Just when you think the art of fine dining has reached its zenith, a Seal Beach restauranteur has taken it to the next level.
Nick Quiroz is giving patrons an opportunity to learn the finer art of dining while also obtaining a better understanding of what the chef staff is thinking as they prepare the menu.
In an interview, Quiroz said when his group purchased Patty’s Place in 2019, the restaurant had a good reputation, a great staff, and enough goodwill to keep it going. Three years in, however, Quiroz has begun to put his own stamp on the restaurant by taking fine dining a step further.
Quiroz is the owner/manager of Patty’s Place, and he has embarked on an effort to educate and enlighten customers with a series of special “Wine&Dine” events.
These special events combine culinary knowledge with the wit of a master sommelier to allow the restaurants to understand wine and how it plays a role in planning the menu.
“The upside for us,” said Quiroz, “is to be able to have fun creating a menu that is designed specifically to pair with particular wines.”
Moreover, with more than 40 years in the business, Quiroz employs a table-hopping management style. “I love going table to table,” said Quiroz, “saying hi to everyone who comes in. Even when they are complaining. I don’t hesitate, I go there and face the music.”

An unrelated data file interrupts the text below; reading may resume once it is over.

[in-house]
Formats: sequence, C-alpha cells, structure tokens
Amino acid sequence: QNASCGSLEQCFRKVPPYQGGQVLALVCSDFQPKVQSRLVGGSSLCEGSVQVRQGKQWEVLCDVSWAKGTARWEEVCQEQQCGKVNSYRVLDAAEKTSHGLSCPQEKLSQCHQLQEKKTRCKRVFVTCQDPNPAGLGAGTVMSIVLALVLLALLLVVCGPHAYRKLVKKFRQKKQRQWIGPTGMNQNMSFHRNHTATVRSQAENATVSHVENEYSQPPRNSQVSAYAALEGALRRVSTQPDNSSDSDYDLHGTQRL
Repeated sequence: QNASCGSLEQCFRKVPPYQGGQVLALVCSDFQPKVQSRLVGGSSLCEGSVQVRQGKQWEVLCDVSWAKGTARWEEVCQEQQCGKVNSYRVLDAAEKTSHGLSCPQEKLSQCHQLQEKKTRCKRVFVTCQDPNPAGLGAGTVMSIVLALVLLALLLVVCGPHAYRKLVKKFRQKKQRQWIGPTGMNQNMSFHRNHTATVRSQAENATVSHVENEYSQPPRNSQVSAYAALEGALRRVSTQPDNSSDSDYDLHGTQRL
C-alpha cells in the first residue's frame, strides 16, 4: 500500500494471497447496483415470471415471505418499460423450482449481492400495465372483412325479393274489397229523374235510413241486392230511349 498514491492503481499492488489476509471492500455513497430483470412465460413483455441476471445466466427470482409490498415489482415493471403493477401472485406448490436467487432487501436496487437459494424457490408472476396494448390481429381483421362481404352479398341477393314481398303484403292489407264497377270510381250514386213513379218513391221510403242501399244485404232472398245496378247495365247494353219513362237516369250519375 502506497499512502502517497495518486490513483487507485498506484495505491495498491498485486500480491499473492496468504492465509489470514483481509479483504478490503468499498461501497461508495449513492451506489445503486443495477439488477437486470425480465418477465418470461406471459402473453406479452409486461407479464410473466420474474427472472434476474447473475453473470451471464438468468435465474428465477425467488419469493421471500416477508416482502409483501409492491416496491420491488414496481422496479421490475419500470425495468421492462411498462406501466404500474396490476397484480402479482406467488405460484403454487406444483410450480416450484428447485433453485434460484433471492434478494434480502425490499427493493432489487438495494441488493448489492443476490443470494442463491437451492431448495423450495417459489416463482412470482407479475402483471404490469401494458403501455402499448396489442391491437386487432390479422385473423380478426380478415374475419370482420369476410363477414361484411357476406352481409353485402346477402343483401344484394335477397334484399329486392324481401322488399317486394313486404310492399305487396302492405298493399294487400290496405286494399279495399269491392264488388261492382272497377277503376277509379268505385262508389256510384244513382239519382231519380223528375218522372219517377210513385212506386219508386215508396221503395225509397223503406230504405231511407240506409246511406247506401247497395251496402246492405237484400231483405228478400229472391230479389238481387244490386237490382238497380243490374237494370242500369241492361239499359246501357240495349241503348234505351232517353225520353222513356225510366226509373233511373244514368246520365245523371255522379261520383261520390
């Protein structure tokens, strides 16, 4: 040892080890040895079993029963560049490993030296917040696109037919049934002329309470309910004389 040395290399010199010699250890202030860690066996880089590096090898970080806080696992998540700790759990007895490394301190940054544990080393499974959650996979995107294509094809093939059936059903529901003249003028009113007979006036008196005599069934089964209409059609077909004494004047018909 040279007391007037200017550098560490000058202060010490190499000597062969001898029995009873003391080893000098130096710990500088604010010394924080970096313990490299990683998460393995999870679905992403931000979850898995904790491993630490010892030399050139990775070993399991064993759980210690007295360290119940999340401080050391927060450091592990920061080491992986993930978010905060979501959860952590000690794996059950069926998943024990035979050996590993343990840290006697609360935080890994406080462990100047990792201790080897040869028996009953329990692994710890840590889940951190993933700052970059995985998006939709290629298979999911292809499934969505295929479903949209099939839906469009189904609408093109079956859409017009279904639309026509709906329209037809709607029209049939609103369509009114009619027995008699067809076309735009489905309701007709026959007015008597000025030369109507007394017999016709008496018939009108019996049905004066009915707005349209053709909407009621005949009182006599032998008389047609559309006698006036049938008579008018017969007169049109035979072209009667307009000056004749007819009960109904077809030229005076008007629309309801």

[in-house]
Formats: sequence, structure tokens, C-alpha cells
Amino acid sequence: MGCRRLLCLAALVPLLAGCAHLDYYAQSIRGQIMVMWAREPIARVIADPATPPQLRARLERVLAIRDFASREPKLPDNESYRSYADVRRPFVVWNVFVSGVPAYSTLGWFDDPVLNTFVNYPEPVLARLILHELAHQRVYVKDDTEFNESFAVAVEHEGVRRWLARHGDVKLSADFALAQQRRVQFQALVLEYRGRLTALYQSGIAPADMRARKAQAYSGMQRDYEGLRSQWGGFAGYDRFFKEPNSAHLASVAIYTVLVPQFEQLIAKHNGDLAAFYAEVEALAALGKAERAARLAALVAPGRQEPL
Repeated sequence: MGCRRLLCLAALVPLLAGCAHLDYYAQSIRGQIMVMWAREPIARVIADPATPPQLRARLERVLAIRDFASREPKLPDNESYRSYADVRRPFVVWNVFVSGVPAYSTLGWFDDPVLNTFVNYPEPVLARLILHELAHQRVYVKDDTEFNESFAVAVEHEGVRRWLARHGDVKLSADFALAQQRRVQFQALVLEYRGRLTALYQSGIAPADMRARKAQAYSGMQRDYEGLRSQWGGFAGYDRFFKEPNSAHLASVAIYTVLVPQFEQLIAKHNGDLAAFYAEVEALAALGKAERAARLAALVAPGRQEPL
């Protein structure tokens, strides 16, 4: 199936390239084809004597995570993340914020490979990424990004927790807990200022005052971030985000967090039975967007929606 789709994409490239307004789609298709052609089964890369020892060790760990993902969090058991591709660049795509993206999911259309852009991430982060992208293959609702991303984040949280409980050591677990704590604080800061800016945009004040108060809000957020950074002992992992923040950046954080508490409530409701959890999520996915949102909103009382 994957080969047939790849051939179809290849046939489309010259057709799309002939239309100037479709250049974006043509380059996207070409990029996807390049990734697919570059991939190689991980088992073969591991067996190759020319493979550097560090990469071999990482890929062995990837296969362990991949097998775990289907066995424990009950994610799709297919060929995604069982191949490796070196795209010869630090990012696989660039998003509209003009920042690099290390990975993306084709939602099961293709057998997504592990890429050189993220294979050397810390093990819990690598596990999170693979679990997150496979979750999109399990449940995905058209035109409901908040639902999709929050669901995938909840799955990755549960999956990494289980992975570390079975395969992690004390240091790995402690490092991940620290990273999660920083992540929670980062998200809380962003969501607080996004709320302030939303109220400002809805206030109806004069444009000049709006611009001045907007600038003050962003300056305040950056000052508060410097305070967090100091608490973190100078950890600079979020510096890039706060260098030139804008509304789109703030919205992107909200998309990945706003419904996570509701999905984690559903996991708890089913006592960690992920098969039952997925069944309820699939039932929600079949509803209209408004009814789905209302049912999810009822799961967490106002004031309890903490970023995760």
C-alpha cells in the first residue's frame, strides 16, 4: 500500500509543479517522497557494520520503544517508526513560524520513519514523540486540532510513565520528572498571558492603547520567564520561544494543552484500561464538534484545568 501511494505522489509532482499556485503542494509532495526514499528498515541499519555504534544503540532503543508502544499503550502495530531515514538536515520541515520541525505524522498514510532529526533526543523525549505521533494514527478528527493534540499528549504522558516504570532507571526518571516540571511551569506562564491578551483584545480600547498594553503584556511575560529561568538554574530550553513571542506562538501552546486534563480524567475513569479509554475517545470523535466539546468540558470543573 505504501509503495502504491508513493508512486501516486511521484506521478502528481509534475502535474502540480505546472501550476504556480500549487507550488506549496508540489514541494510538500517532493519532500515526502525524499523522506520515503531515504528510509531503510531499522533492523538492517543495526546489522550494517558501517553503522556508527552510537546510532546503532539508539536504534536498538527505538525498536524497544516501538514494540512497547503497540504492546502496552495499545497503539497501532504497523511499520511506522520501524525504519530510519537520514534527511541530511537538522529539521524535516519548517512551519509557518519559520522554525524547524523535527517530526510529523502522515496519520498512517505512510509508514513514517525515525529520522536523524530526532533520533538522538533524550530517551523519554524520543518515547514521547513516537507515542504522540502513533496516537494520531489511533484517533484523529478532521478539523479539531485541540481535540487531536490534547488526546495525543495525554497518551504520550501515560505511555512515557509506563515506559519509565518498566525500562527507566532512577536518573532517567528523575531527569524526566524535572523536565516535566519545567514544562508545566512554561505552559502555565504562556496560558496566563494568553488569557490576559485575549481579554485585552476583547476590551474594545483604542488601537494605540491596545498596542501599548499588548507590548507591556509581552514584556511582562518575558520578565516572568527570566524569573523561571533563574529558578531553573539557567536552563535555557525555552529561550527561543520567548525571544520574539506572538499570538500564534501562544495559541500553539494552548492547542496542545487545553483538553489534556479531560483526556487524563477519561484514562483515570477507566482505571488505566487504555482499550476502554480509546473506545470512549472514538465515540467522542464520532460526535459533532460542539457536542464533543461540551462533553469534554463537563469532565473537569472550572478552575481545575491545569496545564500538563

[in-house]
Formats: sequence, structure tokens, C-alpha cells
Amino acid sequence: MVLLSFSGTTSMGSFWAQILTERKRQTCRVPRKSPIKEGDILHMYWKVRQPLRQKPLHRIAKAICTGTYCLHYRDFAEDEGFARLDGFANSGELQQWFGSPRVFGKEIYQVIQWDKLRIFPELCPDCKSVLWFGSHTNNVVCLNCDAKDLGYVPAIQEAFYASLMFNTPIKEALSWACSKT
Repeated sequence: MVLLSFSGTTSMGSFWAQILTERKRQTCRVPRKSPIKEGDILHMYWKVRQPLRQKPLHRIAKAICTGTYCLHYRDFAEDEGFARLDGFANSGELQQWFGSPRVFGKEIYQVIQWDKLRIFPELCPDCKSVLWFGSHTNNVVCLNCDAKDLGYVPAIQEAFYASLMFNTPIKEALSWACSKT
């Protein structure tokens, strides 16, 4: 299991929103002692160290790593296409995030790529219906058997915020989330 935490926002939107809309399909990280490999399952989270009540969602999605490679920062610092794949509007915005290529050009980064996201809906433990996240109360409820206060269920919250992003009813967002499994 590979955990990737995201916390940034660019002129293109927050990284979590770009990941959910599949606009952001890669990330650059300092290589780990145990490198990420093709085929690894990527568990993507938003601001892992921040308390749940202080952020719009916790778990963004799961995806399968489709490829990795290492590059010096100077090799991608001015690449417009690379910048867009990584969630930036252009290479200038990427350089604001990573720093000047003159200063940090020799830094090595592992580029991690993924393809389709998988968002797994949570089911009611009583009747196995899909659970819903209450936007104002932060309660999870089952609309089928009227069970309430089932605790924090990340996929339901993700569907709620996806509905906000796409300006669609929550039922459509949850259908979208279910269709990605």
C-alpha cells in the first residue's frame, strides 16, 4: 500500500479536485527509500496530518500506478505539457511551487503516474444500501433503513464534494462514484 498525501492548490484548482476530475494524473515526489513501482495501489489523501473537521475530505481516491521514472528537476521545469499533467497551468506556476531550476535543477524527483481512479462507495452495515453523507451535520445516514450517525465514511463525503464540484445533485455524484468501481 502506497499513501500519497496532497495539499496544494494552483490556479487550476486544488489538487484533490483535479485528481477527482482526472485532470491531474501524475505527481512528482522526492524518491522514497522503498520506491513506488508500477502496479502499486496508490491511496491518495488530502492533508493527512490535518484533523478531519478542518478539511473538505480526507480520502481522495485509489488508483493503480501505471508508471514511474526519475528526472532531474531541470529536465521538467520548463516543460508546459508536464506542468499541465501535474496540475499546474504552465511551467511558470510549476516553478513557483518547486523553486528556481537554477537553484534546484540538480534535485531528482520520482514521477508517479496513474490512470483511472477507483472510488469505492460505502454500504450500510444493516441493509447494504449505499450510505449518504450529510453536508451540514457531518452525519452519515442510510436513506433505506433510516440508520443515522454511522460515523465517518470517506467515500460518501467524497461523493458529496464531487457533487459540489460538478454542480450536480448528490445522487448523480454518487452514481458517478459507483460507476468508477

Truth is, however, there’s not much complaining over at Patty’s Place. Quiroz says business is better than ever. So much so that he has embarked on an effort to occasionally invite interested customers to attend the special “Wine & Dine” events, featuring Master Sommelier Michael Jordan.
In the most recent Wine&Dine event, Quiroz introduced Jordan to a room packed with customers who had been lucky enough to get one of the thirty-six seats to the private event held in the back private dining area.
“We’re so honored to have him (Jordan) here,” Quiroz explained to the excited guests. Each of thirty-six guests attending the event was seated around a fine dining setup, complete with eight glasses of wine, four red and four white.
“We get to do a blind tasting with a certified wine educator,” said Quiroz.
In addition, he said Jordan is a “Master Sommelier,” a rare breed of wine specialists that must endure a near impossible set of challenges to be inducted into the rank of “Master.” They must proceed through four levels of testing, then they must be able to identify everything about a wine, including what grape variety they were made from before they are certified, said Jordan.
According to the Court of Master Sommeliers, Americas, there are less than 200 “Master Sommeliers” in the USA, of which Jordan, of Costa Mesa, is indeed recognized on the institution’s website.
According to Jordan, Master Sommeliers must in an instant be able to identify, with only a swirl, sip, and a smell of wine (which is called a “blind testing” in wine speak), pretty much everything about a wine.